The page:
“That’s now changing as well – just because of the dynamics we’ve seen in terms of how retail are going to smaller retail footprints,” says Phillips. “They have to be much more accurate in terms of the products and inventory that they carry in those stores and it has to match the consumers in that area.”
The logistics industry has no choice but to keep up with the ever-encroaching takeover by e-commerce. So picking the most efficient and appropriate warehouse technology is absolutely vital to a smooth running process.
“E-commerce and the growth of convenience retail has driven the need to deliver smaller orders more frequently and, despite improved economic conditions, capital investments are still challenging for most customers,” says Isabel McCabe, managing director of Voiteq.
Most distribution centres use a traditional ‘person-to-goods’ model to fulfil orders – with many still using paper based systems in their operations, according to Matt Hatson, business solutions sales director at Dematic.
But with shifting consumer habits, and the rise of e-commerce, the traditional system is being challenged. Many warehouse operators are now looking to the ‘goods-to-person’ model to fulfil their retail orders.
“In such a traditional order fulfilment environment, inventory is stored out on the floor and the most efficient pick paths are determined with the help of routing logic,” says Hatson. “Distribution centres have used this mainstay person-to-goods order-picking scenario for decades.
“But as the number of SKUs grow, fuelled by market shifts such as e-commerce growth and the rising demand for just-in-time ordering, workforce consistency and availability have become less predictable.”
The pressure for same or next day delivery, as well as the general increase in online buying, means that this method just isn’t appropriate for some warehouses.
“It was once acceptable for a picker to spend 60 per cent of the time travelling and 40 per cent of the time picking,” says Hatson. “However, distribution professionals are increasingly looking for more efficient solutions to minimise wasted time between picks and increase the number of orders processed per person.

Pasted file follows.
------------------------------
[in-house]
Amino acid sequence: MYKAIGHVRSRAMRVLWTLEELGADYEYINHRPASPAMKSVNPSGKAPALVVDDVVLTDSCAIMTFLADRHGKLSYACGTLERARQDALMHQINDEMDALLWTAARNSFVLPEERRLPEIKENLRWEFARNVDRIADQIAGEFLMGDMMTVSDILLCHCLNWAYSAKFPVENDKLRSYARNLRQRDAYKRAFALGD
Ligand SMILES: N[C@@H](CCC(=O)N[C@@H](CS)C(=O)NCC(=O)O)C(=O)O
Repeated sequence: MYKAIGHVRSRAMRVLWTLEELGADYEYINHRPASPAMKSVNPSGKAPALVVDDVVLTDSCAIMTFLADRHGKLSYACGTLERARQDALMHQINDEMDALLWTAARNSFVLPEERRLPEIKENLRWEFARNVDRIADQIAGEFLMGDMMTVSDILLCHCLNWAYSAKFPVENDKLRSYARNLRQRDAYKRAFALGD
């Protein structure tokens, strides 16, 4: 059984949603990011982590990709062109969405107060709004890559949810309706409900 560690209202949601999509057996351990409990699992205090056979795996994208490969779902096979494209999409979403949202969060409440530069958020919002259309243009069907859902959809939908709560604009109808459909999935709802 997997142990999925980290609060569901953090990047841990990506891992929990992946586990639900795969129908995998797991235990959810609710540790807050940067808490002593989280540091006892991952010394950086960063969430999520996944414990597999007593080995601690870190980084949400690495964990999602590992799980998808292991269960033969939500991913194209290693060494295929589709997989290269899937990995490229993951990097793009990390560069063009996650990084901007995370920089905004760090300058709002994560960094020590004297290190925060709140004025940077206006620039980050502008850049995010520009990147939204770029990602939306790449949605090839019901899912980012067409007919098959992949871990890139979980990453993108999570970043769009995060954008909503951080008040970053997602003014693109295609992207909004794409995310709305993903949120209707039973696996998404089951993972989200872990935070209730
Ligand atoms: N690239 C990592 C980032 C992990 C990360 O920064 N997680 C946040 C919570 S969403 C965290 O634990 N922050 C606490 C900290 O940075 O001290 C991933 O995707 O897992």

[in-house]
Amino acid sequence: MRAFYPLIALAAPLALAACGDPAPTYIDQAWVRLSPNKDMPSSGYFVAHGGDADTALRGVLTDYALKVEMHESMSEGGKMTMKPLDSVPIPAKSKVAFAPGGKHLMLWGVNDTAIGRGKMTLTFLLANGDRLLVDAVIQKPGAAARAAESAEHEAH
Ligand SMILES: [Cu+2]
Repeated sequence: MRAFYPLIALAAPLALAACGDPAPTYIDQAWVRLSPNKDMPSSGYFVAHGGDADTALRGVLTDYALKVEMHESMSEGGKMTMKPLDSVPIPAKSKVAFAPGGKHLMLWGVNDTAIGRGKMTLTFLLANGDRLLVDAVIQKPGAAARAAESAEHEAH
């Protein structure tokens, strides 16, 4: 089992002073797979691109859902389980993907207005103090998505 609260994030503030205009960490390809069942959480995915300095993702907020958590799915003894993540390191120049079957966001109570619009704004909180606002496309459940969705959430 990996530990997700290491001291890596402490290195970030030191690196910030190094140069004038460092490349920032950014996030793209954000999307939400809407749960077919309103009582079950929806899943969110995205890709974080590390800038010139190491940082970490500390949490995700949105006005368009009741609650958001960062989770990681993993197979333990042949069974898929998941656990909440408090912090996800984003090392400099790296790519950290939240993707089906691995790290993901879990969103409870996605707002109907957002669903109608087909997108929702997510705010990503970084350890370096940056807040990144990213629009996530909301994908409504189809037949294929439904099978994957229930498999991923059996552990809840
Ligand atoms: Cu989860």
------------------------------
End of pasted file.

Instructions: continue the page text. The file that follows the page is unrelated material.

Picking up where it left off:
“That’s why many of them are embracing a goods-to-person fulfilment approach, using the advanced technology for inventory storage and movement.”
And direct to consumer retail is becoming the norm, rather than the exception. “Direct to consumer is the new delivery mandate,” says Voxware’s Phillips.
Goods-to-person systems can provide a quick and accurate fulfilment process for home delivery. So with the growth of online shopping, it is not surprising that the model is becoming increasingly present in the market. Combining a goods-to-person model with RF scanning, pick-to-light or voice technologies, can saves even more time, and improve accuracy further – so why not roll it out across the entire warehouse?
“Goods-to-person technologies can work well for lower volume, slower moving SKUs where the reduction in picker travel time supports the business case,” says McCabe. “The growth in e-commerce and advances in supporting technologies has resulted in them becoming more popular.
“As with any warehouse technology, there are numerous factors that need to be considered before deciding if goods-to-person is right for you.”
It is important not to assume that it is appropriate for every process and every part of the warehouse.
“Where goods-to-person is deployed, we generally see a combination of picking methodologies to cover the range of SKU and order profiles,” says McCabe. “If, like most businesses, you have a mix of fast, medium and slow moving products, using goods-to-person exclusively can compromise performance in parts of your operation.”
Mike Chadwick, supply chain consultant at Indigo, agrees that it is important to really look into a system before going ahead with it.
“The biggest challenge to justification for a switch to goods-to-person is the initial capital investment, because the long-term benefits can outweigh that,” he says. “A properly applied goods-to-person system can double or triple picking activity.
“But before moving forward with any project, a DC’s executive team should determine their needs by conducting a thorough, unbiased review of system options.”
Careful examination of operations, space, and a number of other factors, is vital to picking the right system.
“ For a DC that is handling 5,000 SKUs, 90 or 95 per cent of those SKUs may fit well into a highly automated goods-to-person solution,” says Chadwick. “The remaining five or 10 per cent, however, may be fast movers that will be on every few orders.”